For every task that’s still left on your list, you now face the question if it would be worth delegating it. If a task falls in one of the below categories, you have a strong case for delegation.

Anything you simply hate to do 

There’s no point forcing yourself to do tasks that you really can’t stand (Taxes, anyone??). Handing off these tasks will help you keep your drive and enthusiasm. After all, you want to start every day excited and motivated about what you’re going to achieve today. That’s one reason why you became an entrepreneur in the first place, right?

Tasks in areas with often-changing regulations 

Accounting and taxes are the best examples here. The rules change so often that it would be your full-time job to keep your knowledge up-to-date. Better outsource these tasks to an expert. Also, because making a mistake might be very costly. 

Tasks that are out of your area of expertise and you don’t have time and interest in learning 

You simply can’t be an expert in everything. Sometimes it can be fun and rewarding to dip your toes into a new field and get to a good enough level that you don’t have to hire someone. But if you don’t have the time or interest, then you’ll be better off hiring an expert. For example, you could hire a professional graphic designer instead of trying to piece together your own design in Canva

Tasks that you’re simply not good at (even if you’d like to be) 

We all have strengths and weaknesses. Contrary to popular opinion, it might be more beneficial for you to double-down on our strengths instead of trying to fix your weaknesses. That means it’s perfectly ok to outsource what you’re not good at. 

Tasks that you want your team to learn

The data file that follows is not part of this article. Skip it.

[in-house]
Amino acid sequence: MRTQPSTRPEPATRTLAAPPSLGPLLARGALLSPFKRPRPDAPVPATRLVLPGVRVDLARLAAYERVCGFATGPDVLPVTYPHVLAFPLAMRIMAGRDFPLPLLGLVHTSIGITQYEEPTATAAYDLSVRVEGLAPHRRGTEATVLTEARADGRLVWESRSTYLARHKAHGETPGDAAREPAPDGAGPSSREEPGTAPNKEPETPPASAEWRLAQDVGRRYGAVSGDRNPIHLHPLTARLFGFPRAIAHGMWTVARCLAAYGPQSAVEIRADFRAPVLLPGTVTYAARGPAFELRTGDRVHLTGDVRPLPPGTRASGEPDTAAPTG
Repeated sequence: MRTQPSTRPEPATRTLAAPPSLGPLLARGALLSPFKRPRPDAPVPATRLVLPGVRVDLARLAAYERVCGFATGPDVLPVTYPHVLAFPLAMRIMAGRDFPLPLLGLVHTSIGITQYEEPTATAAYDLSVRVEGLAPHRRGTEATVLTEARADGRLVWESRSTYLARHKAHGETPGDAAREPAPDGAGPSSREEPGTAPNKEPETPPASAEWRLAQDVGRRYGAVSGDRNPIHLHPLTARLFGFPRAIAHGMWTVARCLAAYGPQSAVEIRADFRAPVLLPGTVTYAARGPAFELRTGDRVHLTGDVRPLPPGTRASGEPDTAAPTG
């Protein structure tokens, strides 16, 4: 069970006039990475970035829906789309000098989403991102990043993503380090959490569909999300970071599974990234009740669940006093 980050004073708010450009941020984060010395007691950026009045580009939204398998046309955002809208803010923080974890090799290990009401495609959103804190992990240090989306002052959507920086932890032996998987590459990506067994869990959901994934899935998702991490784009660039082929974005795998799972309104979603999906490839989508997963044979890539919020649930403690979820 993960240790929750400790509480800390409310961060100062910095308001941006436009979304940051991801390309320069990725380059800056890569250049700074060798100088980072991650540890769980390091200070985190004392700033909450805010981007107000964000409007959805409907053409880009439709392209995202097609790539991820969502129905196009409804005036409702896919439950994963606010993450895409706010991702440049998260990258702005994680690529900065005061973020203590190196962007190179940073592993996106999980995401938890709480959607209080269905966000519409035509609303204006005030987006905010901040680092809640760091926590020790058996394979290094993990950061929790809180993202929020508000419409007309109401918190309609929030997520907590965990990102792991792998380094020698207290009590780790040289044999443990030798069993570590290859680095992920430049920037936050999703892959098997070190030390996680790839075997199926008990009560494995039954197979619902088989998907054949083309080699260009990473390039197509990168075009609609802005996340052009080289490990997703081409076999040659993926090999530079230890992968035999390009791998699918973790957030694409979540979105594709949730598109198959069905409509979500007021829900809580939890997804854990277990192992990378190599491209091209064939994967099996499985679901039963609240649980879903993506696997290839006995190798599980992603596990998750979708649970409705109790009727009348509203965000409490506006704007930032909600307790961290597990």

If you already have a team, then one of the best ways for them to learn is to let them perform tasks themselves. Of course, this needs trust and some courage on your part. There will be mistakes at some point, but that’s a normal part of the learning process.

Tasks that are already streamlined 

Once you’ve established a process that’s well documented and works like a well-oiled machine, there’s no reason why you should keep doing these tasks. Instead, you can free up your time to figure out the stuff that’s not streamlined yet.  

Tasks that you can delegate for less total cost than you’d spend doing them yourself  

First, you’ll need to know the value of your time. How much is your time really worth? Here’s a handy guide to determine exactly that. Once you’ve got a rough idea, compare the costs of doing it yourself to delegating the task. What will come out cheaper?

Tasks that you think someone else could do at least 70% as well as you do 

But 70% is still less than 100%, said the perfectionist. It might be frustrating to know that something won’t be done with the same degree of perfection that you could achieve. But as an entrepreneur, it’s time to let go of this attitude. Done is better than perfect! 

Now it’s your turn

Have you completed all 5 steps? Congrats! You’re now already so much further than most business owners. Instead of tapping in the dark, you have a complete overview of the tasks that need to get done in your business and who or what might be best to complete them. 

If you’re still unsure which tasks you could delegate or automate, we’d be happy to help. Why not jump on a call with us and we can discuss how automating your marketing and business processes can help you secure new clients and grow your business?